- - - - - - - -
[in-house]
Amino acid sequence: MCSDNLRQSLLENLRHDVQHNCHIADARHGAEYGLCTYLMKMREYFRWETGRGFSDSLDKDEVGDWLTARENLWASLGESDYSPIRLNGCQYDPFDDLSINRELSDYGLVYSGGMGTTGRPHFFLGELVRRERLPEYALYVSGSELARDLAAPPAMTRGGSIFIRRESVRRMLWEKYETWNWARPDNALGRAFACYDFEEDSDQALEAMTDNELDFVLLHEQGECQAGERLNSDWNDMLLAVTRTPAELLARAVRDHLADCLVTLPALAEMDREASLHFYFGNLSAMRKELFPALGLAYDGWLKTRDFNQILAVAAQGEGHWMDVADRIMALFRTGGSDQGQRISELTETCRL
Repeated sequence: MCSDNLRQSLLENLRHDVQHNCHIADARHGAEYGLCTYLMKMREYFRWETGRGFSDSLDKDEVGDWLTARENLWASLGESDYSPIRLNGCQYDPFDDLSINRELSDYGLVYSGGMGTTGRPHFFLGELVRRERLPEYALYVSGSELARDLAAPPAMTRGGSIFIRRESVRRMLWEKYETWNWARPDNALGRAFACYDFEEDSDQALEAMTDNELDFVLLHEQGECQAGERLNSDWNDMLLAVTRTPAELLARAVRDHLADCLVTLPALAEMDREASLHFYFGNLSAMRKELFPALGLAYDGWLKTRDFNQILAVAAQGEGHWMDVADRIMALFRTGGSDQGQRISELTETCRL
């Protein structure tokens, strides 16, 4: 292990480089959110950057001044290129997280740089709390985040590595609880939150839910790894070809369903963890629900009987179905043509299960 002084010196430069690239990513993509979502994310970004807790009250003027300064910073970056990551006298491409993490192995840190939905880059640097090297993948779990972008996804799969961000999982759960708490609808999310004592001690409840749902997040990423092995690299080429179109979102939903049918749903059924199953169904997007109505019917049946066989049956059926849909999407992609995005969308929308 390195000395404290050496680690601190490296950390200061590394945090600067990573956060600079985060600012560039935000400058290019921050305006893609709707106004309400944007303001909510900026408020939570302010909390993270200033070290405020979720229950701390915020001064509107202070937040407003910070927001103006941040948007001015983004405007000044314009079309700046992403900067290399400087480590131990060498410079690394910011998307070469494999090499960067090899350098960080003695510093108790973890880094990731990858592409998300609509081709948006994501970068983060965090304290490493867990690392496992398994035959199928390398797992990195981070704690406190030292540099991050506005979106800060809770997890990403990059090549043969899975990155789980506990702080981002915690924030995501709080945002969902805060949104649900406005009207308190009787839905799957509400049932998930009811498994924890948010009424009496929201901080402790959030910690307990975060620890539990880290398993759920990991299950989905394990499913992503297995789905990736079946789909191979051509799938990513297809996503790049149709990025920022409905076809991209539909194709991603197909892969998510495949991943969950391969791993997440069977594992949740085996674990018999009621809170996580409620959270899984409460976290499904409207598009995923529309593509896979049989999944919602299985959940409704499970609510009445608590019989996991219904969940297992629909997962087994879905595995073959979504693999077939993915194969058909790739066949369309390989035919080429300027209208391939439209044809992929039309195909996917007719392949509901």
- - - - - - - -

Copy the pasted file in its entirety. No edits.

[in-house]
Amino acid sequence: MCSDNLRQSLLENLRHDVQHNCHIADARHGAEYGLCTYLMKMREYFRWETGRGFSDSLDKDEVGDWLTARENLWASLGESDYSPIRLNGCQYDPFDDLSINRELSDYGLVYSGGMGTTGRPHFFLGELVRRERLPEYALYVSGSELARDLAAPPAMTRGGSIFIRRESVRRMLWEKYETWNWARPDNALGRAFACYDFEEDSDQALEAMTDNELDFVLLHEQGECQAGERLNSDWNDMLLAVTRTPAELLARAVRDHLADCLVTLPALAEMDREASLHFYFGNLSAMRKELFPALGLAYDGWLKTRDFNQILAVAAQGEGHWMDVADRIMALFRTGGSDQGQRISELTETCRL
Repeated sequence: MCSDNLRQSLLENLRHDVQHNCHIADARHGAEYGLCTYLMKMREYFRWETGRGFSDSLDKDEVGDWLTARENLWASLGESDYSPIRLNGCQYDPFDDLSINRELSDYGLVYSGGMGTTGRPHFFLGELVRRERLPEYALYVSGSELARDLAAPPAMTRGGSIFIRRESVRRMLWEKYETWNWARPDNALGRAFACYDFEEDSDQALEAMTDNELDFVLLHEQGECQAGERLNSDWNDMLLAVTRTPAELLARAVRDHLADCLVTLPALAEMDREASLHFYFGNLSAMRKELFPALGLAYDGWLKTRDFNQILAVAAQGEGHWMDVADRIMALFRTGGSDQGQRISELTETCRL
């Protein structure tokens, strides 16, 4: 292990480089959110950057001044290129997280740089709390985040590595609880939150839910790894070809369903963890629900009987179905043509299960 002084010196430069690239990513993509979502994310970004807790009250003027300064910073970056990551006298491409993490192995840190939905880059640097090297993948779990972008996804799969961000999982759960708490609808999310004592001690409840749902997040990423092995690299080429179109979102939903049918749903059924199953169904997007109505019917049946066989049956059926849909999407992609995005969308929308 390195000395404290050496680690601190490296950390200061590394945090600067990573956060600079985060600012560039935000400058290019921050305006893609709707106004309400944007303001909510900026408020939570302010909390993270200033070290405020979720229950701390915020001064509107202070937040407003910070927001103006941040948007001015983004405007000044314009079309700046992403900067290399400087480590131990060498410079690394910011998307070469494999090499960067090899350098960080003695510093108790973890880094990731990858592409998300609509081709948006994501970068983060965090304290490493867990690392496992398994035959199928390398797992990195981070704690406190030292540099991050506005979106800060809770997890990403990059090549043969899975990155789980506990702080981002915690924030995501709080945002969902805060949104649900406005009207308190009787839905799957509400049932998930009811498994924890948010009424009496929201901080402790959030910690307990975060620890539990880290398993759920990991299950989905394990499913992503297995789905990736079946789909191979051509799938990513297809996503790049149709990025920022409905076809991209539909194709991603197909892969998510495949991943969950391969791993997440069977594992949740085996674990018999009621809170996580409620959270899984409460976290499904409207598009995923529309593509896979049989999944919602299985959940409704499970609510009445608590019989996991219904969940297992629909997962087994879905595995073959979504693999077939993915194969058909790739066949369309390989035919080429300027209208391939439209044809992929039309195909996917007719392949509901």